You’re in business. Risks are all around you and many of them are capable of doing major harm to your business. Some could even destroy your business.

This is a given. So how do you manage your risk exposures. For SME businesses this is a difficult, and often poorly managed, element of accountability. There is usually some focus on liquidity risk (having enough cash) and this is from necessity.

Many SME businesses manage key risk exposures such as product risk or system risk through well developed Quality Assurance procedures. Once again, often through necessity (e.g. I can’t supply Coles or Woolworths without their risk managers signing off on our QA system integrity).

But how do you manage the many other risk exposures that you face? And of course all risk exposures ultimately end up with either an ongoing drain on cash or a sudden and serious outflow of cash from the business.

Now as a small or medium sized business, you have limited resources to allocate to this task. So how will you manage risk areas such as volatile foreign exchange rates, suppliers unable to meet deadlines or quality requirements, lack of capacity at key times, losing key personnel, changes in legislation, changes in technology, changes in your market, political changes, a high percentage of sales with a few customers, non-compliance with industrial relations requirements, workplace behaviour risk and so on?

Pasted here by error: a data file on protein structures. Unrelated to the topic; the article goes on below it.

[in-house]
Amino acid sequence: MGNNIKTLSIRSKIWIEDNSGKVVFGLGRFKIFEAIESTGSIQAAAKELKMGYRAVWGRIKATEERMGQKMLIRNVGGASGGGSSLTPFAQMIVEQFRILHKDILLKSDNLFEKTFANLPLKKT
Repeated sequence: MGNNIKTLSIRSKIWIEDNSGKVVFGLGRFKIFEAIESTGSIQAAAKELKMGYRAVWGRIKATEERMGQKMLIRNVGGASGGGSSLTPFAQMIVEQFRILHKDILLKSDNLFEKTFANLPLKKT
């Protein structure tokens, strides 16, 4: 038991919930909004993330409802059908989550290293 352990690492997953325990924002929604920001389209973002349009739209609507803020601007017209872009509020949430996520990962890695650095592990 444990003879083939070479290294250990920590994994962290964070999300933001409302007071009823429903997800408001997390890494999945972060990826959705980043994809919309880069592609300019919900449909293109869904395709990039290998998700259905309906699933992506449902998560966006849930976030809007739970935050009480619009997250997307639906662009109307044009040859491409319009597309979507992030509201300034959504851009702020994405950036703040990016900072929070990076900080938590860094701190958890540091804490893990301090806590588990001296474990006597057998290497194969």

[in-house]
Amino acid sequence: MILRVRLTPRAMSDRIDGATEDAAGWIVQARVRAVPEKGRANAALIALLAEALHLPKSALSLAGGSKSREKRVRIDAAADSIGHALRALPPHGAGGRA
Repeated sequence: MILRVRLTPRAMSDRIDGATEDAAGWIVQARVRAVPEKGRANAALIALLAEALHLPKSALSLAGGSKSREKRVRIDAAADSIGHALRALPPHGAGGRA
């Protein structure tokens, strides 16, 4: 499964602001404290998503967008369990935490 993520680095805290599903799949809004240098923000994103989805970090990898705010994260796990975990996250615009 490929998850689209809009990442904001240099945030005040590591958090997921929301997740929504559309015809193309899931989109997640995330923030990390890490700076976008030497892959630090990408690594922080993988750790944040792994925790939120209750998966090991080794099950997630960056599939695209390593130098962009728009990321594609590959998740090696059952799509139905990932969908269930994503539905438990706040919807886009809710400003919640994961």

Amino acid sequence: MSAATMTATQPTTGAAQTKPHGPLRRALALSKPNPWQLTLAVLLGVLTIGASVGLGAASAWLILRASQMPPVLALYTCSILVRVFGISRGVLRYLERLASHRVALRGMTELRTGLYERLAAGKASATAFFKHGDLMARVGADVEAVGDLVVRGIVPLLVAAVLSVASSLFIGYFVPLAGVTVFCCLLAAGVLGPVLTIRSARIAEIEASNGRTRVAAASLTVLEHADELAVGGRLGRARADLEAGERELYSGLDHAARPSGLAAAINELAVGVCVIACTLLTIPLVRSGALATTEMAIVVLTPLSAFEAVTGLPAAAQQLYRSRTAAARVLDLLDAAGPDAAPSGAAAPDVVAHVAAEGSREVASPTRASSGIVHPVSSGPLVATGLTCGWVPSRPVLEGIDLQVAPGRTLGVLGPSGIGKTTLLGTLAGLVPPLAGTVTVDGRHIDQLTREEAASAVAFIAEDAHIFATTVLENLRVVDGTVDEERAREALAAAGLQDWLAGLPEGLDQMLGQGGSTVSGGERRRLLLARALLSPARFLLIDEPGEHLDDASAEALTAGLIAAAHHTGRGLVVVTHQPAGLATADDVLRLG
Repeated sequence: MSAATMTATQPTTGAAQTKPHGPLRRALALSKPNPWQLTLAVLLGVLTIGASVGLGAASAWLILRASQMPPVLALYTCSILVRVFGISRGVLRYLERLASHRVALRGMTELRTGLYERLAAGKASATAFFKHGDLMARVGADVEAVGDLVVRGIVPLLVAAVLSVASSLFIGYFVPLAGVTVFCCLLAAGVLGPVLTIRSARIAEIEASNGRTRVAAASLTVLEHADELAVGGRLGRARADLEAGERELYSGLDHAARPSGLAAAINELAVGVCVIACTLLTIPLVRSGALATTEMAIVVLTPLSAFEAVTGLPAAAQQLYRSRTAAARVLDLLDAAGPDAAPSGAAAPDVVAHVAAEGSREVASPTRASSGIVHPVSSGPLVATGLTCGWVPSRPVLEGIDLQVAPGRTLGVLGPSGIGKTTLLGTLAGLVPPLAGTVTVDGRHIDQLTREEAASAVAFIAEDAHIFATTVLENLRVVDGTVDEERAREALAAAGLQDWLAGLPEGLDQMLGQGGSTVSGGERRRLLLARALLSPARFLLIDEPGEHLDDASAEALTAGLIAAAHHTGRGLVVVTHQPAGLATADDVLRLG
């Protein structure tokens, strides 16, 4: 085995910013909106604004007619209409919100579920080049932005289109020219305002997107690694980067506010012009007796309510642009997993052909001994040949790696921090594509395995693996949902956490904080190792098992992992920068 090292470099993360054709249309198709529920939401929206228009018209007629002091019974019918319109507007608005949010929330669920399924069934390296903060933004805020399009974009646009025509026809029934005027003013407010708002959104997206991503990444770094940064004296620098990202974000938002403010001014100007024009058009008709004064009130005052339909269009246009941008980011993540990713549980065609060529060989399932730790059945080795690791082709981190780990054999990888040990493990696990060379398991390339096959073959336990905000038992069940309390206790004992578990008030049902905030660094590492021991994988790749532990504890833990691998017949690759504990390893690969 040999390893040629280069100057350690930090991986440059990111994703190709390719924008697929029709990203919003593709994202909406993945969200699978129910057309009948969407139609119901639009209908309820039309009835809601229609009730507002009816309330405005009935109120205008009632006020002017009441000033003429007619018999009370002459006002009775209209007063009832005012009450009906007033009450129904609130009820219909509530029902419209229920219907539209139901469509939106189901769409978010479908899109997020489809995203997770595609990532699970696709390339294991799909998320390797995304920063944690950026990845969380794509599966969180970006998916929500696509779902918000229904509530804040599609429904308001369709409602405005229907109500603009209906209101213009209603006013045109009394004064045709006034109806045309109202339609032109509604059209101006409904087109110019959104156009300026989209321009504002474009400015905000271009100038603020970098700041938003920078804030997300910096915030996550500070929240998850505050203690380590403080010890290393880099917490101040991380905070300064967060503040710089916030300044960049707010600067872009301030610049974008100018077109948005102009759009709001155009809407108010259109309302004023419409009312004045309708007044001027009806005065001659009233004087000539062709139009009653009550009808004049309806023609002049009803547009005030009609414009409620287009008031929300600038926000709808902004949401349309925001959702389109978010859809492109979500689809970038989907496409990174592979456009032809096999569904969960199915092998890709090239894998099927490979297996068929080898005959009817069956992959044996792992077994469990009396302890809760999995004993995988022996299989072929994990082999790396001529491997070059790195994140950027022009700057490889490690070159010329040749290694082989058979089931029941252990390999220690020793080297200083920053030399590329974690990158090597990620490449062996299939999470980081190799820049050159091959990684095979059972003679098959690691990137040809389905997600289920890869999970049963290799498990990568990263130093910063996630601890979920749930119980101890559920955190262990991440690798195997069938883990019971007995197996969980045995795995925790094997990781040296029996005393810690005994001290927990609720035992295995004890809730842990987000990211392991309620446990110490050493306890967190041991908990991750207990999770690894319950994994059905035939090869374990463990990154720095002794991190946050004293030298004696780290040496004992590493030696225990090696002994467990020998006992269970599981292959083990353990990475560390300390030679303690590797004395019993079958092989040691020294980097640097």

With limited resources you may not be able to develop detailed risk mitigation strategies. Nor might you be able to do the level of research to fully appreciate the probability of experiencing these risk events.

However, the SME business can at least ensure that these  issues are “front of mind” issues. This can be as simple as developing a regular reporting structure that results in management discussing the issues and constantly assessing the seriousness of these exposures. As the risk exposure in a specific area becomes more serious, the business can allocate resource into developing risk mitigation actions.

Working with a virtual CFO is ideal for addressing this area. A virtual CFO is involved in the strategic planning of the business and constructing the financial models that map the business’ financial performance. The virtual CFO will be providing a range of analyses and is well placed to assess the impact of risk events on the business.

Some simple actions can be taken to ensure that potential risk events are “front of mind” include:

  • Document the risk exposures of the business and allocate a ranking to each (e.g. a ranking number such as 5 = Extreme; 4 = High; 3 = Moderate; 2 = Low and 1 = Insignificant), or more simply
  • Prepare a regular traffic light report that summarised these risk exposures
  • Agree a management policy that requires the high risk exposures to have a mitigation strategy in place and an implementation plan agreed

If this relates to your business and you cannot justify the costs of a full-time, experienced CFO you should consider a virtual CFO to help manage your risk exposures.

3S Synergy Group is a member of the Association of Virtual CFOs